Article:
7. 7.   7  2006 and second, from the Philippines last year. The Dutch program is called “Speed Debate.” *** CLIP #9: NETHERLANDS “SPEED DEBATE” (1:20) Note: Play the first 1:20 of the clip. *** CLIP #10: FILIPINO GAME SHOW DEBATE (1:00) Note: Play about the first 1:00 of the clip. Whatever the format, successful TV debaters must know how to seize any opportunity that presents itself. Here is one of the masters, Bill Clinton, in the town hall debate of 1992. Watching this man in action, you realize why during the pre-debate negotiations he was the one to suggest this format. *** CLIP #11: CLINTON TOWN HALL DEBATE (1:45) Note: Play the woman’s question at the beginning of the clip, then advance to 2:30 where Clinton answers, play through the end. Journalists often ask me to name the best presidential debater in history, and my answer is Bill Clinton. The only American politician who even comes close, interestingly enough, is Hillary Clinton, who was terrific during the 2008 primaries – much better than Barack Obama. Hillary did Obama a huge favor by toughening him up for his debates with John McCain. This year a new star debater was born: Nick Clegg in the United Kingdom’s first-ever prime ministerial debates. He’s not quite at the Clinton level, but especially in this first of the three British debates,
  8. 8.   8  Clegg turned in a first-rate performance. Watch how fluent he is in playing to the camera. *** CLIP #12: NICK CLEGG IN UK PM DEBATES (1:12) Note: Play the first 1:12 of the clip – note that there may be a short ad at the beginning. The latest trend in TV debates is for citizens to ask the questions, as opposed to journalists. This started with the American town hall debate in 1992, the one where Bush looked at his watch and Clinton bonded with the audience. Now we have the You Tube format, which debuted in the U.S. in 2008, and also that same year in the party leaders’ debate in New Zealand. In this format, voters submit their questions on video. *** CLIP #13: NEW ZEALAND YOUTUBE DEBATE (1:30) Note: Play about the first 1:30 of the clip. Citizen videos add an element of unpredictability to an already unpredictable situation, because the questions can come from anyone – or anything. Two final examples, first from the United States in 2008 -- and second, from a presidential debate entitled “Yo Pregunto,” held just last month in Colombia. *** CLIP #14: YOUTUBE TALKING SNOWMAN (:35) Note: Play the first :35 of the clip. *** CLIP #15: “YO PREGUNTO” TALKING DOLL (:20) Note: Play the full clip.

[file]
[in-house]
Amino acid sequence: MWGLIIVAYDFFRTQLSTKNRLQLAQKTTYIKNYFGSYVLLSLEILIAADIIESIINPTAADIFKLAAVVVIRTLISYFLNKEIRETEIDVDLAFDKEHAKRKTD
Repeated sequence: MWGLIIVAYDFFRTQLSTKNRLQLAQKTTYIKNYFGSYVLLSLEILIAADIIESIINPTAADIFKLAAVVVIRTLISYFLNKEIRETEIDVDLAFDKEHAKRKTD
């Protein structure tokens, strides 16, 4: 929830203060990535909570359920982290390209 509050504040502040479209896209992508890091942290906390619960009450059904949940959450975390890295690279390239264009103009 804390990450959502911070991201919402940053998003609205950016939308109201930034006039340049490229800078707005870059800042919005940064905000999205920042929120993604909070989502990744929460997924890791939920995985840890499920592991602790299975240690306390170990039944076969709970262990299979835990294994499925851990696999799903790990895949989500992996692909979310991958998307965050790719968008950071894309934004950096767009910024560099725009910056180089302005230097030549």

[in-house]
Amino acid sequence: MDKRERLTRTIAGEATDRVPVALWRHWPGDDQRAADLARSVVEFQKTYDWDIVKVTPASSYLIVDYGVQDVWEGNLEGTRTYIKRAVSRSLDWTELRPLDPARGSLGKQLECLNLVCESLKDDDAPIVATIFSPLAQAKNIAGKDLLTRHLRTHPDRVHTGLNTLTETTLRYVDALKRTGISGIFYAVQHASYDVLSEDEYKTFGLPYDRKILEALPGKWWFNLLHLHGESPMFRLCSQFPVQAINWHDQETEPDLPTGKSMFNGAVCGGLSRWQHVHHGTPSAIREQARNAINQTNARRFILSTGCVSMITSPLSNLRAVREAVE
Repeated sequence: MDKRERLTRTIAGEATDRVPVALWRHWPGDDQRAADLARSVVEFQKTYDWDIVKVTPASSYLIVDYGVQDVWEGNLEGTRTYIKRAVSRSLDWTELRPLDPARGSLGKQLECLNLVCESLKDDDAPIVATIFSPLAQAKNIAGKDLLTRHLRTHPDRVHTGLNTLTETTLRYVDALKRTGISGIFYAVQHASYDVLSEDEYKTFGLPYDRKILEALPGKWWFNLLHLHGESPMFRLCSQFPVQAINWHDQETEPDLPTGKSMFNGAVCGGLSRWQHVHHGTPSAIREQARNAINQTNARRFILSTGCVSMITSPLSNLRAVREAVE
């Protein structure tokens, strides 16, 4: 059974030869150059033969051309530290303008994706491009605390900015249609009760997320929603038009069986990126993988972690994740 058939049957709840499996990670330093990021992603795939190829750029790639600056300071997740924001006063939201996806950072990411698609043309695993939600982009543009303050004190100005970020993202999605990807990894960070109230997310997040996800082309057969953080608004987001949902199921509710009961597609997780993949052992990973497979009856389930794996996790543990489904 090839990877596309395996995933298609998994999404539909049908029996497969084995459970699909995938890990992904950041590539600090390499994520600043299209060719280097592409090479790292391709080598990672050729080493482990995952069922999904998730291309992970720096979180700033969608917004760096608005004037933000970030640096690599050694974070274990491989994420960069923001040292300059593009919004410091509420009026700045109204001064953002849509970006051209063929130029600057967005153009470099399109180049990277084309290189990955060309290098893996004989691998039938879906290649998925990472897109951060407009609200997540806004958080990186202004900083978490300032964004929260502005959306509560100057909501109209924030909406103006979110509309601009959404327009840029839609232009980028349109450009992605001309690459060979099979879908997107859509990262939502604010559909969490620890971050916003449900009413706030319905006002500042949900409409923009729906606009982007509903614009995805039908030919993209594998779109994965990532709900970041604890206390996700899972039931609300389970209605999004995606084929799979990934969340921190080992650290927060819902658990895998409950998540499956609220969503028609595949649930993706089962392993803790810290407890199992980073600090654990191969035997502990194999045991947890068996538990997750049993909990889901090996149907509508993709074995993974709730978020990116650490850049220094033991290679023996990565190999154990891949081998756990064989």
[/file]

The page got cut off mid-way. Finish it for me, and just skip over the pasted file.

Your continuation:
9. 9.   9  Although I sincerely hope that the future of campaign debates does not depend on talking snowmen and dolls, these questions remind us that candidates must be prepared for every contingency. Fifty years of TV debates have taught us many lessons, but perhaps the most important lesson is this: live television will always have a mind of its own.